Watches that break from conventional wisdom tend to provide the most memorable experiences on the wrist. We search out such examples around here and embrace new watches that aren’t afraid to cut against the grain in some way, shape, or form. Doing so presents a risk for brands, particularly large, well established brands. A by-the-numbers design meant to appeal to the largest possible swath of the population must, by definition, be as inoffensive as possible. Deviation from the template risks putting out a percentage of would-be buyers, but it also creates grounds for differentiation, a necessity in today’s crowded landscape of watch brands young and old. Achieving balance here means a design that’s unique and exciting, while being accessible enough to sell to enough people to make it work financially.*

Generally, the larger the brand the safer they play with this equation. But that’s not always the case, as many large brands still produce polarizing yet recognizable watches that have a focused appeal to a group of die hard fans. I’ll let you conjure up your own examples of watches that fall into this category. One such testament is the Longines HydroConquest, a watch with a big personality that’s been emblematic of the era it was originally designed in, the mid ‘00s. Longines was ahead of the game when it introduced the HydroConquest in 2007, presenting a fully modern, forward looking take on a serious dive watch at Baselworld, and even offered in both 39 and 41mm size options. The design has evolved in a few subtle but important ways in the intervening years, but this year the collection welcomed its first proper re-design in the form of a GMT.


[VIDEO] Review: The Delightfully Odd Longines HydroConquest GMT

Stainless Steel

Automatic GMT Caliber L844

Black, Blue, Brown, Green

Super LumiNova


Steel bracelet, Rubber, Fabric

Water Resistance



Lug Width

Screw Down



The new HydroConquest GMT is positioned alongside the existing time and date designs, which can still be had in sizes ranging from 32mm, to 39, 41, 43, and 44mm. The largest example remains true to the original design, while the scaled down versions enjoy a redesign that* has evened out some of the more aggressive elements of the original design (again, bringing that balance to a slightly different bearing). The HydroConquest GMT takes this theme a step further, doing away with the oversized blocky Arabic numerals at 6, 9, and 12 o’clock that have, in some ways, defined the watch since its inception. Those big numerals made the watch unique, but also relegated it to curiosity status for many buyers.

Longines is looking to capture a broader set of buyers with the new HydroConquest GMT, but at the same time preserve a bit of that unique process for old-school fans of the watch. There are certainly some odd personality traits to be found here, but they all require a closer look to fully appreciate. At a glance, this is a largely inoffensive watch, a true dive watch GMT that adheres to the pillars of the genre. Further, it utilizes a ‘true’ GMT, or ‘flyer’ style GMT with an independently adjustable hour hand. Throw all this into four distinctive colorways and you’ve got a release from Longines that’s caught plenty of attention from enthusiasts and, I imagine, the broader watch buying public as well.*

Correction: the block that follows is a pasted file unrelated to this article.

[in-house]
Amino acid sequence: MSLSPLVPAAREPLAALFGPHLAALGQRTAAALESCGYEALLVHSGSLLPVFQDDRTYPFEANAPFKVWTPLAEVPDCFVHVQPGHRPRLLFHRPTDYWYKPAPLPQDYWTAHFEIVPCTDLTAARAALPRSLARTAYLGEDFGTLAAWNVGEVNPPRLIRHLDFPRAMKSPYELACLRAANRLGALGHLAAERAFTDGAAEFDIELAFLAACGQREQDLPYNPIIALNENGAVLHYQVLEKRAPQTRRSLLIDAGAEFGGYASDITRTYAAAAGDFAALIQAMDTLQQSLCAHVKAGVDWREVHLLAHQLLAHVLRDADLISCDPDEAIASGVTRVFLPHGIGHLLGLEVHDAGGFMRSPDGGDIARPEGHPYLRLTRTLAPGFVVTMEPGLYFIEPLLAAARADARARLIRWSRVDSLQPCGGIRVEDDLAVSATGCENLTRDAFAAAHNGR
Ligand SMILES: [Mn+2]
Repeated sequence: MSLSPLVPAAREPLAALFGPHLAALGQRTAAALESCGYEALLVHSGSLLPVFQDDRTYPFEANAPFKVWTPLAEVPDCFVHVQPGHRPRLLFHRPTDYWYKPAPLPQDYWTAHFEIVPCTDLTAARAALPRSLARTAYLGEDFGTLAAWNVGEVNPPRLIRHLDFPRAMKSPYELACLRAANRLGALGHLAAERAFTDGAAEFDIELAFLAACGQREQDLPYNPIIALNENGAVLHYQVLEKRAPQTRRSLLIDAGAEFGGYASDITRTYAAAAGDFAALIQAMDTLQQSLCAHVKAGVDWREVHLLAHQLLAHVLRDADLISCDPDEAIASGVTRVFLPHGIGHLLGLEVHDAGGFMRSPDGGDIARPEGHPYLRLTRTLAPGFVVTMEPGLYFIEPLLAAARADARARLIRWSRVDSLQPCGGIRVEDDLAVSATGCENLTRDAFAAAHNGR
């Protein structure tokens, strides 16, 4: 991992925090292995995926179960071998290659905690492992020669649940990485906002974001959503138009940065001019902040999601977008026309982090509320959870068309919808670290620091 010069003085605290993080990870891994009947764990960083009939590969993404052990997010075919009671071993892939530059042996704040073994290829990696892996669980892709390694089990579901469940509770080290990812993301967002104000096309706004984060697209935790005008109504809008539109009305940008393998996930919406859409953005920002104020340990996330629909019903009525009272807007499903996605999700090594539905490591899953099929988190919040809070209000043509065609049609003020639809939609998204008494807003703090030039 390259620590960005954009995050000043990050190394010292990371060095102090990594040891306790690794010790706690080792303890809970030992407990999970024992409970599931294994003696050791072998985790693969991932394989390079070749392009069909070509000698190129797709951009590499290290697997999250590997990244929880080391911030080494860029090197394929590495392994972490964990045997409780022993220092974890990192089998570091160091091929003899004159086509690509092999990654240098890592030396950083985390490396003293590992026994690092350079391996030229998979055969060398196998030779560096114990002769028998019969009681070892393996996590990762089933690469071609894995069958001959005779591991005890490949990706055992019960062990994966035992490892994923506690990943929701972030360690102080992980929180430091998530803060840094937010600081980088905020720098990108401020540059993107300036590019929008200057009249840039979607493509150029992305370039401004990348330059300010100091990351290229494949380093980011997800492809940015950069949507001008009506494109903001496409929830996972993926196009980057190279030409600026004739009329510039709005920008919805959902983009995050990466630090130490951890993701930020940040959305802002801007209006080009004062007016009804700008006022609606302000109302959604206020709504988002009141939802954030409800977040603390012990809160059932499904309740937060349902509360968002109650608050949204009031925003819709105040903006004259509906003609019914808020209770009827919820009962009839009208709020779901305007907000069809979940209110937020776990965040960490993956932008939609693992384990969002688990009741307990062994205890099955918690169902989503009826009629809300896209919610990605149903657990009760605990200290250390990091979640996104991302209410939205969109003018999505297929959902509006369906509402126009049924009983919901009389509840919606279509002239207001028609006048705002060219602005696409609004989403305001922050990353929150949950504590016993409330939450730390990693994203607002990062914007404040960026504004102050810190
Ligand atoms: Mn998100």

There is no shortage of great ‘flyer’ style GMTs on the market these days, however. Does Longines do enough here to create a compelling case for its $2,775 price point? The answer to that will probably depend on which of the above groups you fall into, and whether or not you need your GMT to be a dive watch first, and dual time watch second. I say that because Longines has an existing collection of GMT focused Zulu watches in their Spirit collection, offered in both 39 and 42m sizing, and utilizing the same movement (see our hands-on with the 39mm Zulu Time right here). But I like funky dive watches, and the HydroConquest is most certainly that, so this is a watch that I had firmly on my radar as one that I was hoping would turn out well.*

I’ll cut to the chase here and say that the HydroConquest GMT falls short in many small ways, but manages to overcome them in large part thanks to the funky personality on display. Truth be told, it’s the same story for many watches. The details that separate a watch that you love from a watch that you respect or merely find interesting rarely come down to some of the technical details, they come down to how it makes you feel when you put it on and look at it. Of course, that’s not universally true, but if you find a few shortcomings on a watch you just really enjoy, odds are strong you’ll find a way to deal with those shortcomings. The Longines HydroConquest GMT rides that line in many ways, and with so many great options out there with a similar feature set, this will come down to how well you connect with it aesthetically.

Longines has created a watch here that looks pretty normal at first blush, but becomes stranger the longer you look at it. The numbers are all about where you’d want to see them, with the 41mm steel case wearing broad and flat on the wrist thanks to the 12.9mm thickness. It’s kept just under 50mm from lug to lug so while it’s got plenty of presence on the wrist, it never feels uncomfortable or overbearing by any stretch. In practice, I’d say it compares well to watches like the Formex Reef or Monta Oceanking.*

The supplied H-Link bracelet features a female endlink, so the first link of the bracelet has a high angle of articulation, leading to a great fit on the top of the wrist. Because of that, there is a noticeable separation between that first link and the end link, which can be less than flattering at some angles, but won’t be something you’ll notice day in and day out unless you’re specifically looking for it. Most importantly, the bracelet is comfortable, and has a built-in quick adjust system in the clasp that’s easy to operate. Even the entry point option of the rubber strap gets a deployant clasp with a trick quick adjust system that will look familiar if you’re a fan of Formex. The posts inside the clasp itself slide within a rail like system, allowing for easy adjustments on the fly without even needing to remove the watch. Oh, and it’s worth noting that the lug width is 21mm.*